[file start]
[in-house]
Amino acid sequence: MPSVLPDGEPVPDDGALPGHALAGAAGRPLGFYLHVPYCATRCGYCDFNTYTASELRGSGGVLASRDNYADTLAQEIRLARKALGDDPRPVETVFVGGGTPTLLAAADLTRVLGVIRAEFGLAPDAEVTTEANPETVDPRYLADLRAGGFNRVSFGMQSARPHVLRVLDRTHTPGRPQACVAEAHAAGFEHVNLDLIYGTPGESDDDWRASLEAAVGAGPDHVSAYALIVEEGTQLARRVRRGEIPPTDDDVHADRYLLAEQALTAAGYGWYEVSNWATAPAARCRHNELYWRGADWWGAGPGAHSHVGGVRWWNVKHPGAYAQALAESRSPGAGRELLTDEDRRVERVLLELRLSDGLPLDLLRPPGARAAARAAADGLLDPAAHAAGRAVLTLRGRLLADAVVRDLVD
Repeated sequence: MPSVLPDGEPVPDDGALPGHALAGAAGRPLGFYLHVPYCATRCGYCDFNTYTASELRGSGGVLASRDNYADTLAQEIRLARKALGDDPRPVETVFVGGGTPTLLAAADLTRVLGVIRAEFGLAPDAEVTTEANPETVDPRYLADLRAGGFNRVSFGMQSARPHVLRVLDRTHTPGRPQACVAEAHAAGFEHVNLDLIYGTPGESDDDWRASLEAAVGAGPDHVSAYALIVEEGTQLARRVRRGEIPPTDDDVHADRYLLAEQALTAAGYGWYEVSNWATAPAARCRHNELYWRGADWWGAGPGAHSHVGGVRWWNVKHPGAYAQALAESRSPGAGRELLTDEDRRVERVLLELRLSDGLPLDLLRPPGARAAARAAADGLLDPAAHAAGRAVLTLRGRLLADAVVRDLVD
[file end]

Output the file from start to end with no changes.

[in-house]
Amino acid sequence: MPSVLPDGEPVPDDGALPGHALAGAAGRPLGFYLHVPYCATRCGYCDFNTYTASELRGSGGVLASRDNYADTLAQEIRLARKALGDDPRPVETVFVGGGTPTLLAAADLTRVLGVIRAEFGLAPDAEVTTEANPETVDPRYLADLRAGGFNRVSFGMQSARPHVLRVLDRTHTPGRPQACVAEAHAAGFEHVNLDLIYGTPGESDDDWRASLEAAVGAGPDHVSAYALIVEEGTQLARRVRRGEIPPTDDDVHADRYLLAEQALTAAGYGWYEVSNWATAPAARCRHNELYWRGADWWGAGPGAHSHVGGVRWWNVKHPGAYAQALAESRSPGAGRELLTDEDRRVERVLLELRLSDGLPLDLLRPPGARAAARAAADGLLDPAAHAAGRAVLTLRGRLLADAVVRDLVD
Repeated sequence: MPSVLPDGEPVPDDGALPGHALAGAAGRPLGFYLHVPYCATRCGYCDFNTYTASELRGSGGVLASRDNYADTLAQEIRLARKALGDDPRPVETVFVGGGTPTLLAAADLTRVLGVIRAEFGLAPDAEVTTEANPETVDPRYLADLRAGGFNRVSFGMQSARPHVLRVLDRTHTPGRPQACVAEAHAAGFEHVNLDLIYGTPGESDDDWRASLEAAVGAGPDHVSAYALIVEEGTQLARRVRRGEIPPTDDDVHADRYLLAEQALTAAGYGWYEVSNWATAPAARCRHNELYWRGADWWGAGPGAHSHVGGVRWWNVKHPGAYAQALAESRSPGAGRELLTDEDRRVERVLLELRLSDGLPLDLLRPPGARAAARAAADGLLDPAAHAAGRAVLTLRGRLLADAVVRDLVD